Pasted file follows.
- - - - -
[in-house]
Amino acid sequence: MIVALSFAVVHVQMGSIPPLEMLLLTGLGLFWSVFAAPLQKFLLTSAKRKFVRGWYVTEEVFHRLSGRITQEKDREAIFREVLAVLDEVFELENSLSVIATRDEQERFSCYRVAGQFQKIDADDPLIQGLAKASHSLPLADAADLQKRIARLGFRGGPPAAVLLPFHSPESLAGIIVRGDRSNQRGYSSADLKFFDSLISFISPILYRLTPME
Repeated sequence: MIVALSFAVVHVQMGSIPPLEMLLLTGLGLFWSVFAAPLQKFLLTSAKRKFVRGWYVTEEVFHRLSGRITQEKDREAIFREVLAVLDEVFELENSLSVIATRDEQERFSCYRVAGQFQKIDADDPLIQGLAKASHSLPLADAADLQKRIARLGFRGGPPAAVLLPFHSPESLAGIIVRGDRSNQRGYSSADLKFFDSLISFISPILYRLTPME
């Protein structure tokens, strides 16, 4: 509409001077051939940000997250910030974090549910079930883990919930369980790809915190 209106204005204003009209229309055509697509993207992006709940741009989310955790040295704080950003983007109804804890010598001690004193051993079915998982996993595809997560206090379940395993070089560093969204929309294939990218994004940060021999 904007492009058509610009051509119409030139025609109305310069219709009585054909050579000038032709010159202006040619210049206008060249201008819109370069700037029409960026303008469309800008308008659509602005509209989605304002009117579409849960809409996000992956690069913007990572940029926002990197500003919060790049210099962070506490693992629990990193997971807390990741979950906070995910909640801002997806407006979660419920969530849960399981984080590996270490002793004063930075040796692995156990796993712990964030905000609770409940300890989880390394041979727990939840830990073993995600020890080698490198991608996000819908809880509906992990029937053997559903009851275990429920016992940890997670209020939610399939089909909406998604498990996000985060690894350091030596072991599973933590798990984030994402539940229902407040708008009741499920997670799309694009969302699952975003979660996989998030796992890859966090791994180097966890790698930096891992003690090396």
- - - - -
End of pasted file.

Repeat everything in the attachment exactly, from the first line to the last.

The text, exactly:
[in-house]
Amino acid sequence: MIVALSFAVVHVQMGSIPPLEMLLLTGLGLFWSVFAAPLQKFLLTSAKRKFVRGWYVTEEVFHRLSGRITQEKDREAIFREVLAVLDEVFELENSLSVIATRDEQERFSCYRVAGQFQKIDADDPLIQGLAKASHSLPLADAADLQKRIARLGFRGGPPAAVLLPFHSPESLAGIIVRGDRSNQRGYSSADLKFFDSLISFISPILYRLTPME
Repeated sequence: MIVALSFAVVHVQMGSIPPLEMLLLTGLGLFWSVFAAPLQKFLLTSAKRKFVRGWYVTEEVFHRLSGRITQEKDREAIFREVLAVLDEVFELENSLSVIATRDEQERFSCYRVAGQFQKIDADDPLIQGLAKASHSLPLADAADLQKRIARLGFRGGPPAAVLLPFHSPESLAGIIVRGDRSNQRGYSSADLKFFDSLISFISPILYRLTPME
């Protein structure tokens, strides 16, 4: 509409001077051939940000997250910030974090549910079930883990919930369980790809915190 209106204005204003009209229309055509697509993207992006709940741009989310955790040295704080950003983007109804804890010598001690004193051993079915998982996993595809997560206090379940395993070089560093969204929309294939990218994004940060021999 904007492009058509610009051509119409030139025609109305310069219709009585054909050579000038032709010159202006040619210049206008060249201008819109370069700037029409960026303008469309800008308008659509602005509209989605304002009117579409849960809409996000992956690069913007990572940029926002990197500003919060790049210099962070506490693992629990990193997971807390990741979950906070995910909640801002997806407006979660419920969530849960399981984080590996270490002793004063930075040796692995156990796993712990964030905000609770409940300890989880390394041979727990939840830990073993995600020890080698490198991608996000819908809880509906992990029937053997559903009851275990429920016992940890997670209020939610399939089909909406998604498990996000985060690894350091030596072991599973933590798990984030994402539940229902407040708008009741499920997670799309694009969302699952975003979660996989998030796992890859966090791994180097966890790698930096891992003690090396």